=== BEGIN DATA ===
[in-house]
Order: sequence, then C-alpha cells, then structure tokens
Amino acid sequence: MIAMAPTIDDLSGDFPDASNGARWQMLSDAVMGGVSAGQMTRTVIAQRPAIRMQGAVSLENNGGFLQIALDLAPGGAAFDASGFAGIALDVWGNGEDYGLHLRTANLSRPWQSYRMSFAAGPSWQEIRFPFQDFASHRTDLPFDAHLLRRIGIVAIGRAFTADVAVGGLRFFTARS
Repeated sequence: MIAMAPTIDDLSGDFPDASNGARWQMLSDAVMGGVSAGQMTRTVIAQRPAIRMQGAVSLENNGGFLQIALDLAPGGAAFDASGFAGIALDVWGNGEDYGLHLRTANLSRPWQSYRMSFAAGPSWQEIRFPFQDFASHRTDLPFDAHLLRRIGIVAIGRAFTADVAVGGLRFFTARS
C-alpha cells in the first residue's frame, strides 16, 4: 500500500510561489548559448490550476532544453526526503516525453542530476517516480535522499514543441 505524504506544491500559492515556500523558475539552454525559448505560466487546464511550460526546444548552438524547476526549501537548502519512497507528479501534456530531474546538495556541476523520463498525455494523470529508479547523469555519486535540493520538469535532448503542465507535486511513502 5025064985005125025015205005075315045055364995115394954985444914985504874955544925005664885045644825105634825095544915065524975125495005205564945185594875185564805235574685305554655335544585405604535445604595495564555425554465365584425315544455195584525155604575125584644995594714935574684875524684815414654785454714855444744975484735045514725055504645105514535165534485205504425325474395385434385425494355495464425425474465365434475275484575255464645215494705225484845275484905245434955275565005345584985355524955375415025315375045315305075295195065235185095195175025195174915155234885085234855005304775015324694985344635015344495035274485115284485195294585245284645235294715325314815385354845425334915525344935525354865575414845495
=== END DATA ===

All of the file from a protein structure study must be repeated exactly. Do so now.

[in-house]
Order: sequence, then C-alpha cells, then structure tokens
Amino acid sequence: MIAMAPTIDDLSGDFPDASNGARWQMLSDAVMGGVSAGQMTRTVIAQRPAIRMQGAVSLENNGGFLQIALDLAPGGAAFDASGFAGIALDVWGNGEDYGLHLRTANLSRPWQSYRMSFAAGPSWQEIRFPFQDFASHRTDLPFDAHLLRRIGIVAIGRAFTADVAVGGLRFFTARS
Repeated sequence: MIAMAPTIDDLSGDFPDASNGARWQMLSDAVMGGVSAGQMTRTVIAQRPAIRMQGAVSLENNGGFLQIALDLAPGGAAFDASGFAGIALDVWGNGEDYGLHLRTANLSRPWQSYRMSFAAGPSWQEIRFPFQDFASHRTDLPFDAHLLRRIGIVAIGRAFTADVAVGGLRFFTARS
C-alpha cells in the first residue's frame, strides 16, 4: 500500500510561489548559448490550476532544453526526503516525453542530476517516480535522499514543441 505524504506544491500559492515556500523558475539552454525559448505560466487546464511550460526546444548552438524547476526549501537548502519512497507528479501534456530531474546538495556541476523520463498525455494523470529508479547523469555519486535540493520538469535532448503542465507535486511513502 5025064985005125025015205005075315045055364995115394954985444914985504874955544925005664885045644825105634825095544915065524975125495005205564945185594875185564805235574685305554655335544585405604535445604595495564555425554465365584425315544455195584525155604575125584644995594714935574684875524684815414654785454714855444744975484735045514725055504645105514535165534485205504425325474395385434385425494355495464425425474465365434475275484575255464645215494705225484845275484905245434955275565005345584985355524955375415025315375045315305075295195065235185095195175025195174915155234885085234855005304775015324694985344635015344495035274485115284485195294585245284645235294715325314815385354845425334915525344935525354865575414845495